What trends should we look for it we want to identify stocks that can multiply in value over the long term? In a perfect world, we'd like to see a company investing more capital into its business and ideally the returns earned from that capital are also increasing. This shows us that it's a compounding machine, able to continually reinvest its earnings back into the business and generate higher returns. Speaking of which, we noticed some great changes in Energy Resources of Australia's (ASX:ERA) returns on capital, so let's have a look.
What is Return On Capital Employed (ROCE)?
If you haven't worked with ROCE before, it measures the 'return' (pre-tax profit) a company generates from capital employed in its business. To calculate this metric for Energy Resources of Australia, this is the formula:
Return on Capital Employed = Earnings Before Interest and Tax (EBIT) ÷ (Total Assets - Current Liabilities)
0.044 = AU$34m ÷ (AU$1.0b - AU$229m) (Based on the trailing twelve months to December 2020).
So, Energy Resources of Australia has an ROCE of 4.4%. On its own that's a low return on capital but it's in line with the industry's average returns of 4.4%.
While the past is not representative of the future, it can be helpful to know how a company has performed historically, which is why we have this chart above. If you're interested in investigating Energy Resources of Australia's past further, check out this free graph of past earnings, revenue and cash flow.
The Trend Of ROCE
It's great to see that Energy Resources of Australia has started to generate some pre-tax earnings from prior investments. The company was generating losses five years ago, but now it's turned around, earning 4.4% which is no doubt a relief for some early shareholders. At first glance, it seems the business is getting more proficient at generating returns, because over the same period, the amount of capital employed has reduced by 20%. Energy Resources of Australia could be selling under-performing assets since the ROCE is improving.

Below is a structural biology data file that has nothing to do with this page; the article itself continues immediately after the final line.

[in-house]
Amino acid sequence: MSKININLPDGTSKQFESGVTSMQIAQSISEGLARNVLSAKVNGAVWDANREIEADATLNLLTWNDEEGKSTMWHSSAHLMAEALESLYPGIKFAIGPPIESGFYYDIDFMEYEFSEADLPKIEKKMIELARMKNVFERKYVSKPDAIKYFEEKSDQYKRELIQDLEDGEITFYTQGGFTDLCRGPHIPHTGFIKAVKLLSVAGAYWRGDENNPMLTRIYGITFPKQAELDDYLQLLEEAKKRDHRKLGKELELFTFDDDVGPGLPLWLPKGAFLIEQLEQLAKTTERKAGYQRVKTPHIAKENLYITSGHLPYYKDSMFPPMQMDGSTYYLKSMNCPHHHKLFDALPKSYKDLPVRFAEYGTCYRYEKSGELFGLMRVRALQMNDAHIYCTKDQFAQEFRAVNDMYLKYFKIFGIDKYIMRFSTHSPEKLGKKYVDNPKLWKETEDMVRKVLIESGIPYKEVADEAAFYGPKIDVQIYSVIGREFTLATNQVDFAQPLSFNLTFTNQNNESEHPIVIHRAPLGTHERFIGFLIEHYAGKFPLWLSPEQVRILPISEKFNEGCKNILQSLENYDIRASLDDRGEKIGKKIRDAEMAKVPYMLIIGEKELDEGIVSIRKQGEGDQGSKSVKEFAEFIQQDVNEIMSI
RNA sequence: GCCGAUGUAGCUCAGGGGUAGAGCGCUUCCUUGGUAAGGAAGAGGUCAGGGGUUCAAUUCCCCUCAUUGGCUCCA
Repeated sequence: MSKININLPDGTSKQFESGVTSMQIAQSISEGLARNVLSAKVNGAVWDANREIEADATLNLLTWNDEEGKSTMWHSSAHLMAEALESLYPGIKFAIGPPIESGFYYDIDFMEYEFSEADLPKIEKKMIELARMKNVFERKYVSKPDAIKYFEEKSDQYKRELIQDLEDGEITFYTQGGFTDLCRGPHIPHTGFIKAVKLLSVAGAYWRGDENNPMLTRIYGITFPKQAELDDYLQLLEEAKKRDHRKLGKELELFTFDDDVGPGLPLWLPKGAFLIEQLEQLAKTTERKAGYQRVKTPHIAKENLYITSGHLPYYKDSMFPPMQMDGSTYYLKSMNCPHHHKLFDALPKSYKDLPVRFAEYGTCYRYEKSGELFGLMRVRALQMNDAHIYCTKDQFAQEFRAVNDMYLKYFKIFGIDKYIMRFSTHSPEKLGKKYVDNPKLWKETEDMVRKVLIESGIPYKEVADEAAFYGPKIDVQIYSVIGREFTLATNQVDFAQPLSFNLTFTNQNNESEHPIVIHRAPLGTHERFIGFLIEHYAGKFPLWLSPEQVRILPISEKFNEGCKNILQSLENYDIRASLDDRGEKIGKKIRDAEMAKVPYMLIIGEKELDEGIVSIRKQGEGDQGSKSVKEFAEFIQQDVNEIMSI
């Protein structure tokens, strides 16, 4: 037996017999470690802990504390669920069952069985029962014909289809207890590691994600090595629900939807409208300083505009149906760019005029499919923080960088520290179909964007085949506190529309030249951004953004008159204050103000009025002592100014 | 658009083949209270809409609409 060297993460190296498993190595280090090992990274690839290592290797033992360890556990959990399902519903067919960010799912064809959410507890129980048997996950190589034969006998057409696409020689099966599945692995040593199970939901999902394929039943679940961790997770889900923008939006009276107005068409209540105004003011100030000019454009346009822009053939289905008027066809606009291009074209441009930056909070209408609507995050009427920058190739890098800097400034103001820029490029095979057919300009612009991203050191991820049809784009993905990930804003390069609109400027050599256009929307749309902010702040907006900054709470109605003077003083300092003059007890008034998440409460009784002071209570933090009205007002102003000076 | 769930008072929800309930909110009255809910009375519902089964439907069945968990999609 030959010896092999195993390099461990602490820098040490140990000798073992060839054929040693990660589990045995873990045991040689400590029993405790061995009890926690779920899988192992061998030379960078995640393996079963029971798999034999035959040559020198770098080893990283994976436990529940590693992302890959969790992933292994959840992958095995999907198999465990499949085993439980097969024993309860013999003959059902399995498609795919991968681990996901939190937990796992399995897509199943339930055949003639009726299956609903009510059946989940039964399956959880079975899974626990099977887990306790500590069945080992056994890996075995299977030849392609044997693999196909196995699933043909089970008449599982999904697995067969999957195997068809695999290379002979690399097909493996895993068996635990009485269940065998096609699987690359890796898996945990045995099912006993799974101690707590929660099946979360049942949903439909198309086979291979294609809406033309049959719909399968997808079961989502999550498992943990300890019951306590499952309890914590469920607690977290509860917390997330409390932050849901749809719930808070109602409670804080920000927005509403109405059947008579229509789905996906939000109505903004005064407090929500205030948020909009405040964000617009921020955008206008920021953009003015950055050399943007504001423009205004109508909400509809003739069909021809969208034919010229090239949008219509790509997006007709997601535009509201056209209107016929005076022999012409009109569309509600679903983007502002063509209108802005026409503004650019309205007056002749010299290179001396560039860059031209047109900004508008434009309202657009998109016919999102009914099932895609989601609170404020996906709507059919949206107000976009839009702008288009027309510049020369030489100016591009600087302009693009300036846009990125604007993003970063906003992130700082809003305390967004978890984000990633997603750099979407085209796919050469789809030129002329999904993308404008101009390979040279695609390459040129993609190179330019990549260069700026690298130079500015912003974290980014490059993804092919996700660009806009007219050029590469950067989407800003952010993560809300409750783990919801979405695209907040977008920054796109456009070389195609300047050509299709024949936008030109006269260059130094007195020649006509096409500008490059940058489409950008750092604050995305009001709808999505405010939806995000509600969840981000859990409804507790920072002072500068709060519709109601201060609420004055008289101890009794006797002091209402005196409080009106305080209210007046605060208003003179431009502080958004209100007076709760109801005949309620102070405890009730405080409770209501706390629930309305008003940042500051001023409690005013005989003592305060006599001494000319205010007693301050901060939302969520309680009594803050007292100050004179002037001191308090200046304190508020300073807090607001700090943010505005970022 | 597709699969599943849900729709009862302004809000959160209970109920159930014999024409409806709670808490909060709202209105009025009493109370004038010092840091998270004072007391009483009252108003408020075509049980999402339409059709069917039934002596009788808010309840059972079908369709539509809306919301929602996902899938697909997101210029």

For the record though, there was a noticeable increase in the company's current liabilities over the period, so we would attribute some of the ROCE growth to that. The current liabilities has increased to 23% of total assets, so the business is now more funded by the likes of its suppliers or short-term creditors. It's worth keeping an eye on this because as the percentage of current liabilities to total assets increases, some aspects of risk also increase.
The Bottom Line
In the end, Energy Resources of Australia has proven it's capital allocation skills are good with those higher returns from less amount of capital. Given the stock has declined 15% in the last five years, this could be a good investment if the valuation and other metrics are also appealing. That being the case, research into the company's current valuation metrics and future prospects seems fitting.
One final note, you should learn about the 2 warning signs we've spotted with Energy Resources of Australia (including 1 which is potentially serious) .
While Energy Resources of Australia may not currently earn the highest returns, we've compiled a list of companies that currently earn more than 25% return on equity. Check out this free list here.
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